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Washington state to preserve 10,000 forest acres through carbon markets

Washington has devoted state lands to projects for solar and wind power. Now for the first time it will lease public timber lands as carbon sinks – preserving older forests to absorb greenhouse gas emissions and fight climate change. It will use carbon markets to generate income from stands of timber by not cutting them down

The Department of Natural Resources will sell leases on 10,000 acres of its most ecologically-valuable forests in Western Washington. Most of those are mature stands that were slated to be cut. Instead, an outside party will account for the carbon they absorb and sell credits to companies seeking offsets. Caitlin Guthrie is with Finite Carbon, which will act as the offset broker.

“By measuring the project over time, we will ensure the carbon offsets generated are not just estimates, but verifiable emissions reductions," Guthrie said at a public event in the Capitol State Forest near Olympia.

State Commissioner of Public Lands Hilary Franz announced the project at that event on Wednesday, April 6 calling it a first of its kind.

The carbon project we are unveiling today will protect ten thousand acres of western Washington's most ecologically valuable forests and using carbon markets, generate tens of millions of dollars for the schools and critical local services like libraries and hospitals that our state trust land support," she said.

Franz says in the first ten years alone, the project will generate more than 900,000 carbon offset credits – which is equivalent to preventing more than two billion miles driven by gas powered cars.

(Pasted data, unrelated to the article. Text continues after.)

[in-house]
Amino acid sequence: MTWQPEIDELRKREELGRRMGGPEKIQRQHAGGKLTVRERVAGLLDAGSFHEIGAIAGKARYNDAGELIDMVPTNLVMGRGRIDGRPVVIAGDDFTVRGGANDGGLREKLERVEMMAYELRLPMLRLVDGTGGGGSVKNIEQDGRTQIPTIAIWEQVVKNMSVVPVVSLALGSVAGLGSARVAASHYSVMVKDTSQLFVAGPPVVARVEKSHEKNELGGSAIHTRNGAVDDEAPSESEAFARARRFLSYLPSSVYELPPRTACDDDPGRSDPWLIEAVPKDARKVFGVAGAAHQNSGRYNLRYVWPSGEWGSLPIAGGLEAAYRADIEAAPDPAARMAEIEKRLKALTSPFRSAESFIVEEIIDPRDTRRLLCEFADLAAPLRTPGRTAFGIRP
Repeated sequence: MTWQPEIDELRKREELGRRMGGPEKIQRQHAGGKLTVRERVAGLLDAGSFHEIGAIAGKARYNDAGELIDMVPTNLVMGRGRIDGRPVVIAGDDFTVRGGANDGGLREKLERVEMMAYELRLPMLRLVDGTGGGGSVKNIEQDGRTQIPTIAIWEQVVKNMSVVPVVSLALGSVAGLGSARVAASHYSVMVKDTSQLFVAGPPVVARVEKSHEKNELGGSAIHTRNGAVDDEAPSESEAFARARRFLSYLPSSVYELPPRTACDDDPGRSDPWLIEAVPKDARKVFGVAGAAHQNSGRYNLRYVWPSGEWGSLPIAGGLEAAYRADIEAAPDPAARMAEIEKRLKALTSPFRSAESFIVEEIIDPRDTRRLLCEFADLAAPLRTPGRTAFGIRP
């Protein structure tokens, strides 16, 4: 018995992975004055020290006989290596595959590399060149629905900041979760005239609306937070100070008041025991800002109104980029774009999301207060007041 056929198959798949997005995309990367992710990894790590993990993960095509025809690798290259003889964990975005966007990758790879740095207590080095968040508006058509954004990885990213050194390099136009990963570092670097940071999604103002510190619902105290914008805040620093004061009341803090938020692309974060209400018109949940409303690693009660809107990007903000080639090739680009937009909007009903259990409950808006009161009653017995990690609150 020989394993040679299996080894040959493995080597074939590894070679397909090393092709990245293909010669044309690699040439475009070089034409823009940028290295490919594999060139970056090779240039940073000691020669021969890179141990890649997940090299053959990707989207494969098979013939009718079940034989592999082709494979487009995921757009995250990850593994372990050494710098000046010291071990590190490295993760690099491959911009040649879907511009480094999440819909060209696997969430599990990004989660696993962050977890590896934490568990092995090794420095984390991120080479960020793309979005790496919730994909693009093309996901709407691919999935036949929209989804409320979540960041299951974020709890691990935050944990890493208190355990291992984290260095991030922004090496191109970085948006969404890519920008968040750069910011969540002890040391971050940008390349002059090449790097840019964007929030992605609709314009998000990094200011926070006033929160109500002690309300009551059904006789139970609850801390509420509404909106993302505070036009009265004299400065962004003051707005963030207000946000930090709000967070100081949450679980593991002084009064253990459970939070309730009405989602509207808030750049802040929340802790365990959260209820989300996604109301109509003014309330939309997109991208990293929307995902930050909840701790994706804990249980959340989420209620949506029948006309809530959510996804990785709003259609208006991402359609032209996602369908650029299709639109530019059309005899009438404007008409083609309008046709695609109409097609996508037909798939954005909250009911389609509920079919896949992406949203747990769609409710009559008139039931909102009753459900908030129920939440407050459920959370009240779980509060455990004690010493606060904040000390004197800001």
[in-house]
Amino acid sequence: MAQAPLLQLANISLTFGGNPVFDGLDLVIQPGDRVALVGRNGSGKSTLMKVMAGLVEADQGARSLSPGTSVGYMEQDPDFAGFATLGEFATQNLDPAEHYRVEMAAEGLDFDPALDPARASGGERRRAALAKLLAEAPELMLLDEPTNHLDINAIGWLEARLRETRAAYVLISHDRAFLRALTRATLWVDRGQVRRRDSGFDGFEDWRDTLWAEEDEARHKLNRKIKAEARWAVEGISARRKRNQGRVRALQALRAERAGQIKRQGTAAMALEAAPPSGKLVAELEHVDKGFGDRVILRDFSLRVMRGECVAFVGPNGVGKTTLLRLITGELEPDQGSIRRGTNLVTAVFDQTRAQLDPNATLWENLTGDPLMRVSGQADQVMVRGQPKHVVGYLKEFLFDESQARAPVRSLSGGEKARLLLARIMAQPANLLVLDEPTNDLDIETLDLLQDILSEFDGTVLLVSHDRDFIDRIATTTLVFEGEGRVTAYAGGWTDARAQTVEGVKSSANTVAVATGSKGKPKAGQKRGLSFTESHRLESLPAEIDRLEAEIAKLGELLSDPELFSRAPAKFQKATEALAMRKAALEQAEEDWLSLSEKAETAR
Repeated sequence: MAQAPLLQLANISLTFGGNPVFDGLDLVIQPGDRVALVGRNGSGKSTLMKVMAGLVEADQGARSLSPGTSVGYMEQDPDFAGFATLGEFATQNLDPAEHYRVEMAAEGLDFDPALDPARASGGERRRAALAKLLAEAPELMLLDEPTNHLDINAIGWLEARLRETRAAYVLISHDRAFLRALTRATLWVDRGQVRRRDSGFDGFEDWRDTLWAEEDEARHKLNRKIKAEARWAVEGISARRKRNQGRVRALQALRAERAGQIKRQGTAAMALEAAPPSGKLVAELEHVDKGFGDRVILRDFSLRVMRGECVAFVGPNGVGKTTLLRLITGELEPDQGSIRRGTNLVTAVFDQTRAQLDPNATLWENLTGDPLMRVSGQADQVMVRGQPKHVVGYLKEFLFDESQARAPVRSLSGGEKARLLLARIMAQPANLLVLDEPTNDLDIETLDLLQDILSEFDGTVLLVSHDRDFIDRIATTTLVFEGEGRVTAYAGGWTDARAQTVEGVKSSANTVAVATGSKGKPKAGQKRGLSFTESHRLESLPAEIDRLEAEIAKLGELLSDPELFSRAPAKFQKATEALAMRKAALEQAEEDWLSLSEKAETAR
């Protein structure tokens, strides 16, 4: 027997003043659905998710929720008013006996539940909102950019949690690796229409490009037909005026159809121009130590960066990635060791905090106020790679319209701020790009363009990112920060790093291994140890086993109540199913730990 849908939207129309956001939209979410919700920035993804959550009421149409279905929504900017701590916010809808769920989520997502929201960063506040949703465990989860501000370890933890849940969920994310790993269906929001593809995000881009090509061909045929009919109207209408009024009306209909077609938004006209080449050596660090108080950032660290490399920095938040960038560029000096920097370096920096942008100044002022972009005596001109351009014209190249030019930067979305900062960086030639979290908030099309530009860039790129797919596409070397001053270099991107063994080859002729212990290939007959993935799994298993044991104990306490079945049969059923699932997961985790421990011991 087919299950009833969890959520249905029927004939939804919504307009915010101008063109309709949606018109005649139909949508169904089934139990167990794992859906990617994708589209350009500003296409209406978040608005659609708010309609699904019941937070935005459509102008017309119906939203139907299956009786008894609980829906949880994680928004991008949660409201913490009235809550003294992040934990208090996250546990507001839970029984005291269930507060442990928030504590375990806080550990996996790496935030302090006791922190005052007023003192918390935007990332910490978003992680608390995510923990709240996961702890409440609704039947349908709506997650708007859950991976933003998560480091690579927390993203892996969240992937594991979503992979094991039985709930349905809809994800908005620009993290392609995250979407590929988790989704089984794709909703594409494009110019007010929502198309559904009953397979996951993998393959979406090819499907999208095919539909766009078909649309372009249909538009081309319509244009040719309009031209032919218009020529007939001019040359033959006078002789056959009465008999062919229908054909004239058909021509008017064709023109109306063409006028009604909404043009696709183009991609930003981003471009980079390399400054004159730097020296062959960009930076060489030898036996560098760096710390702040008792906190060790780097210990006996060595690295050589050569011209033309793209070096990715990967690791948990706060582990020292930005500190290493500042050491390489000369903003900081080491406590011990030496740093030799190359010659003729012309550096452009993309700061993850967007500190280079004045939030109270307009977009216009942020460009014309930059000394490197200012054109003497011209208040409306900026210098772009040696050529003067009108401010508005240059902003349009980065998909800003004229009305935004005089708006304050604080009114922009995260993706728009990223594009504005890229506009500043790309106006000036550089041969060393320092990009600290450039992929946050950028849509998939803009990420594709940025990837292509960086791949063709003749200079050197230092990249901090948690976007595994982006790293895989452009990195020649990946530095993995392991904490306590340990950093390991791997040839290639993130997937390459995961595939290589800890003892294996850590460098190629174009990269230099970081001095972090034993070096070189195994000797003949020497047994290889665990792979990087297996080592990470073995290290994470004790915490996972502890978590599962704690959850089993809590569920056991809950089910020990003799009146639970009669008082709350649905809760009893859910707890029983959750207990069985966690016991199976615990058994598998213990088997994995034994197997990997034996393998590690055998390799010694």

DNR says the income this generates will be equivalent to timber revenues and will continue to help fund schools and other local services such as hospitals and libraries. The agency says this will serve as a national model.

But critics worry the revenue from the sales of carbon offsets won’t fully cover the agency's obligations. They say the 10,000 acres is only about 0.5% of all of the state’s forested trust lands and that the agency is still cutting older stands.

The Seattle Times reports the carbon credit purchasers are expected to be larger corporations seeking to achieve reductions in their carbon emissions.

In addition to the 840,000 acres of DNR-managed trust land designated for conservation, the 10,000-acre carbon reserve adds a bit more acreage off-limits to harvest. But as climate change threatens the planet, these trees are more valuable living than as lumber, Franz said.

Sequestering carbon dioxide, a heat-trapping gas, in trees which use it as food to grow, helps blunt the worst effects of climate change. Globally, forests absorb about a third of all the carbon emissions annually from the burning of fossil fuels.

Hilary Franz, Commissioner of Public Lands speaks at a Dept. of Natural Resources press conference.
Washington State Dept. of Natural Resources
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Hilary Franz, Commissioner of Public Lands announced the carbon project on April 6, 2022 at public event in the Capitol State Forest near Olympia.

“I have a big belief that with climate change here, we need to save our forests to truly save ourselves,” Franz said.

The DNR has come under increasing criticism for harvesting such trees, which are not protected under its old-growth policy but nonetheless have high ecological value.

A total of 3,750 acres are being set aside now, with the remaining balance to be identified for preservation in a second phase.

The program in Washington is launching with protection of forests in Whatcom, Thurston, King and Grays Harbor counties.

DNR trust lands generate about $180 million a year for schools and counties across the state.

Franz predicted the carbon leases would generate tens of millions of dollars for schools, colleges and local services that state trust lands support.

Peter Goldman, director and managing attorney of the nonprofit Washington Forest Law Center, called the reserve “green lipstick on a pig” because it sets some state lands aside for conservation while other state legacy forests are still being cut down.

“It’s great, who could be against it,” he said of the reserve. “But is she just trying to pour cold water on the political heat she is taking on these sales?”

Bellamy Pailthorp covers the environment beat for KNKX, where she has worked since 1999. From 2000-2012, she covered the business and labor beat. Bellamy has a deep interest in Indigenous affairs and the Salish Sea. She has a masters in journalism from Columbia University.
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